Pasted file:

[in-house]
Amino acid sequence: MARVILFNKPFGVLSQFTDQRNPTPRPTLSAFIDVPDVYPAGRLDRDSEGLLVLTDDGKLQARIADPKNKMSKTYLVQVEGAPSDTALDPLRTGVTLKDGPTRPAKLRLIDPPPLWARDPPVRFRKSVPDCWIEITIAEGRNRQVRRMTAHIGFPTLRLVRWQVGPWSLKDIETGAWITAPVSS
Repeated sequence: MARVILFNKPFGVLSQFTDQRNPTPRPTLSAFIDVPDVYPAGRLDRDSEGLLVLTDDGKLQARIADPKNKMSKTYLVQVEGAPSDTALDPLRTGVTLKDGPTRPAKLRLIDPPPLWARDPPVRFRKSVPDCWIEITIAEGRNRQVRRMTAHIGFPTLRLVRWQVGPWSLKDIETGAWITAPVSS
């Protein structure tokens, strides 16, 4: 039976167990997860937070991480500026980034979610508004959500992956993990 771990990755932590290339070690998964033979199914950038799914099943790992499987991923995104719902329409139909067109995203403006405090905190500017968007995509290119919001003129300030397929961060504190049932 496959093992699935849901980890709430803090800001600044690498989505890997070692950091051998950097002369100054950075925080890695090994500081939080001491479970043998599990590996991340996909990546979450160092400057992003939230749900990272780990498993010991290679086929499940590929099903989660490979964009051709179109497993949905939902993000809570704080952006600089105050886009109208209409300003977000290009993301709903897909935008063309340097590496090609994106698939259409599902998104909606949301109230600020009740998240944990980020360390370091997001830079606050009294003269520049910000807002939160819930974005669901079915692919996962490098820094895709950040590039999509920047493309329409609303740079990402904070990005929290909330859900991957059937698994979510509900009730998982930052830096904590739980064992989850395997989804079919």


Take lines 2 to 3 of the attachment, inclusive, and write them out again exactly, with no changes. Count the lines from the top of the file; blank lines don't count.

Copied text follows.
Amino acid sequence: MARVILFNKPFGVLSQFTDQRNPTPRPTLSAFIDVPDVYPAGRLDRDSEGLLVLTDDGKLQARIADPKNKMSKTYLVQVEGAPSDTALDPLRTGVTLKDGPTRPAKLRLIDPPPLWARDPPVRFRKSVPDCWIEITIAEGRNRQVRRMTAHIGFPTLRLVRWQVGPWSLKDIETGAWITAPVSS
Repeated sequence: MARVILFNKPFGVLSQFTDQRNPTPRPTLSAFIDVPDVYPAGRLDRDSEGLLVLTDDGKLQARIADPKNKMSKTYLVQVEGAPSDTALDPLRTGVTLKDGPTRPAKLRLIDPPPLWARDPPVRFRKSVPDCWIEITIAEGRNRQVRRMTAHIGFPTLRLVRWQVGPWSLKDIETGAWITAPVSS